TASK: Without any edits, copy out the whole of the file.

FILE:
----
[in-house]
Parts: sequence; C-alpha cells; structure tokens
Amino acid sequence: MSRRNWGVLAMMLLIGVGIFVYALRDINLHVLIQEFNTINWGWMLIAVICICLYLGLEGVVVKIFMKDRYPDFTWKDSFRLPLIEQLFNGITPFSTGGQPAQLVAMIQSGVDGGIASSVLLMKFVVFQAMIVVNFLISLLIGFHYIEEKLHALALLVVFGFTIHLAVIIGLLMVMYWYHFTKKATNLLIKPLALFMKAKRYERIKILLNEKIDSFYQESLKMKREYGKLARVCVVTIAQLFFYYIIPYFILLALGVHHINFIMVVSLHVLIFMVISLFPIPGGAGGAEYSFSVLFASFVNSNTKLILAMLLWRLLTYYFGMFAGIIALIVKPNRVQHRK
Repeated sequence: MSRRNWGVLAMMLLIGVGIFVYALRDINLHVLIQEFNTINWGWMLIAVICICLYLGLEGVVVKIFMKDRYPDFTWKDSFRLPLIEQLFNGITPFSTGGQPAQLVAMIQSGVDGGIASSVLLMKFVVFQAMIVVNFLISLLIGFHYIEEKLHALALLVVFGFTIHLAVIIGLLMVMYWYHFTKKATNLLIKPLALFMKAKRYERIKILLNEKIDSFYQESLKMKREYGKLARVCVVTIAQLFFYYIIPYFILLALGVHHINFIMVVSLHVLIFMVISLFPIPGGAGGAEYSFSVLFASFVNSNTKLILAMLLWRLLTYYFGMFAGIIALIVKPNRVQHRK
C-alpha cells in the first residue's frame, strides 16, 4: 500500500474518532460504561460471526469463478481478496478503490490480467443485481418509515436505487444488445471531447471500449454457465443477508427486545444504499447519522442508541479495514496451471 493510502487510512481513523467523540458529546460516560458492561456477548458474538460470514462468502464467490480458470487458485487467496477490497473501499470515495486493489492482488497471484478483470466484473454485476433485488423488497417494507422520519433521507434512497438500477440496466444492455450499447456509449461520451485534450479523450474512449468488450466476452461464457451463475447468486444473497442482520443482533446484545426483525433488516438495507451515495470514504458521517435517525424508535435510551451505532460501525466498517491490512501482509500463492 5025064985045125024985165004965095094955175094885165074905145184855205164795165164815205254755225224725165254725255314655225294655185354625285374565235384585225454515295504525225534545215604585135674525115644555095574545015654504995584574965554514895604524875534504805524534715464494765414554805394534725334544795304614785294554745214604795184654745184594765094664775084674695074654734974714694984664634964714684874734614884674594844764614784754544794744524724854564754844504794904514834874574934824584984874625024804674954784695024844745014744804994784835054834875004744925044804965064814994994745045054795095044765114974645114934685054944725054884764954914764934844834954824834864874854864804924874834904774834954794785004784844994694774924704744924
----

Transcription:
[in-house]
Parts: sequence; C-alpha cells; structure tokens
Amino acid sequence: MSRRNWGVLAMMLLIGVGIFVYALRDINLHVLIQEFNTINWGWMLIAVICICLYLGLEGVVVKIFMKDRYPDFTWKDSFRLPLIEQLFNGITPFSTGGQPAQLVAMIQSGVDGGIASSVLLMKFVVFQAMIVVNFLISLLIGFHYIEEKLHALALLVVFGFTIHLAVIIGLLMVMYWYHFTKKATNLLIKPLALFMKAKRYERIKILLNEKIDSFYQESLKMKREYGKLARVCVVTIAQLFFYYIIPYFILLALGVHHINFIMVVSLHVLIFMVISLFPIPGGAGGAEYSFSVLFASFVNSNTKLILAMLLWRLLTYYFGMFAGIIALIVKPNRVQHRK
Repeated sequence: MSRRNWGVLAMMLLIGVGIFVYALRDINLHVLIQEFNTINWGWMLIAVICICLYLGLEGVVVKIFMKDRYPDFTWKDSFRLPLIEQLFNGITPFSTGGQPAQLVAMIQSGVDGGIASSVLLMKFVVFQAMIVVNFLISLLIGFHYIEEKLHALALLVVFGFTIHLAVIIGLLMVMYWYHFTKKATNLLIKPLALFMKAKRYERIKILLNEKIDSFYQESLKMKREYGKLARVCVVTIAQLFFYYIIPYFILLALGVHHINFIMVVSLHVLIFMVISLFPIPGGAGGAEYSFSVLFASFVNSNTKLILAMLLWRLLTYYFGMFAGIIALIVKPNRVQHRK
C-alpha cells in the first residue's frame, strides 16, 4: 500500500474518532460504561460471526469463478481478496478503490490480467443485481418509515436505487444488445471531447471500449454457465443477508427486545444504499447519522442508541479495514496451471 493510502487510512481513523467523540458529546460516560458492561456477548458474538460470514462468502464467490480458470487458485487467496477490497473501499470515495486493489492482488497471484478483470466484473454485476433485488423488497417494507422520519433521507434512497438500477440496466444492455450499447456509449461520451485534450479523450474512449468488450466476452461464457451463475447468486444473497442482520443482533446484545426483525433488516438495507451515495470514504458521517435517525424508535435510551451505532460501525466498517491490512501482509500463492 5025064985045125024985165004965095094955175094885165074905145184855205164795165164815205254755225224725165254725255314655225294655185354625285374565235384585225454515295504525225534545215604585135674525115644555095574545015654504995584574965554514895604524875534504805524534715464494765414554805394534725334544795304614785294554745214604795184654745184594765094664775084674695074654734974714694984664634964714684874734614884674594844764614784754544794744524724854564754844504794904514834874574934824584984874625024804674954784695024844745014744804994784835054834875004744925044804965064814994994745045054795095044765114974645114934685054944725054884764954914764934844834954824834864874854864804924874834904774834954794785004784844994694774924704744924